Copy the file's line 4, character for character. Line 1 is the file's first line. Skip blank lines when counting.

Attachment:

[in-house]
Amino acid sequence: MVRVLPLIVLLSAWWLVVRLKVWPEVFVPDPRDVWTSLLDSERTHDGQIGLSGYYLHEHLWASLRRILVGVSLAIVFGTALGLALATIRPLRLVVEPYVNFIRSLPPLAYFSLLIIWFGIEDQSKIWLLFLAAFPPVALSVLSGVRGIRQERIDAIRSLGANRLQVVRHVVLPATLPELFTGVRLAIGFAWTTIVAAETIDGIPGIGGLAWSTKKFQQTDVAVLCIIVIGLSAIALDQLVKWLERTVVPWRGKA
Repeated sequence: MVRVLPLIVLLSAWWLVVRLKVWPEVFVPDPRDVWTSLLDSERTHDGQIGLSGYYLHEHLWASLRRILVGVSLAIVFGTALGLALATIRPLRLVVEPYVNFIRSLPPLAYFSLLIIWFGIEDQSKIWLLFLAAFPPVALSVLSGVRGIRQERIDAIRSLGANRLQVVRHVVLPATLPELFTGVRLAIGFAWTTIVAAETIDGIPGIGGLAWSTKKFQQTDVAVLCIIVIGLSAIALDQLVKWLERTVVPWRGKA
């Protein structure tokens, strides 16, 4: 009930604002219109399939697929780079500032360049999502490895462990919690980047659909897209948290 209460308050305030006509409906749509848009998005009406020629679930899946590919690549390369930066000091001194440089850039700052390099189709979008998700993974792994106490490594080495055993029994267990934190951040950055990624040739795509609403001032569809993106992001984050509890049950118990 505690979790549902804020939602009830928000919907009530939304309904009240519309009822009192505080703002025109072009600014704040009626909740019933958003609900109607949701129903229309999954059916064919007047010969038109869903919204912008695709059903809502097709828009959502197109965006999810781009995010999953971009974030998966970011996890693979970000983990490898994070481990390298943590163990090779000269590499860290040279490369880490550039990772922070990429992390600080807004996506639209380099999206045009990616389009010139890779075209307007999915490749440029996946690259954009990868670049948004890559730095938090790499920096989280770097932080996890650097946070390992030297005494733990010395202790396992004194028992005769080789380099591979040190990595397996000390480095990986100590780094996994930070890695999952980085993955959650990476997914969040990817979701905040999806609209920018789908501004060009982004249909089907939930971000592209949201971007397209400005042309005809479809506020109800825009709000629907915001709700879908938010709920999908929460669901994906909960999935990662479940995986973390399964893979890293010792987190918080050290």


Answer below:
């Protein structure tokens, strides 16, 4: 009930604002219109399939697929780079500032360049999502490895462990919690980047659909897209948290 209460308050305030006509409906749509848009998005009406020629679930899946590919690549390369930066000091001194440089850039700052390099189709979008998700993974792994106490490594080495055993029994267990934190951040950055990624040739795509609403001032569809993106992001984050509890049950118990 505690979790549902804020939602009830928000919907009530939304309904009240519309009822009192505080703002025109072009600014704040009626909740019933958003609900109607949701129903229309999954059916064919007047010969038109869903919204912008695709059903809502097709828009959502197109965006999810781009995010999953971009974030998966970011996890693979970000983990490898994070481990390298943590163990090779000269590499860290040279490369880490550039990772922070990429992390600080807004996506639209380099999206045009990616389009010139890779075209307007999915490749440029996946690259954009990868670049948004890559730095938090790499920096989280770097932080996890650097946070390992030297005494733990010395202790396992004194028992005769080789380099591979040190990595397996000390480095990986100590780094996994930070890695999952980085993955959650990476997914969040990817979701905040999806609209920018789908501004060009982004249909089907939930971000592209949201971007397209400005042309005809479809506020109800825009709000629907915001709700879908938010709920999908929460669901994906909960999935990662479940995986973390399964893979890293010792987190918080050290």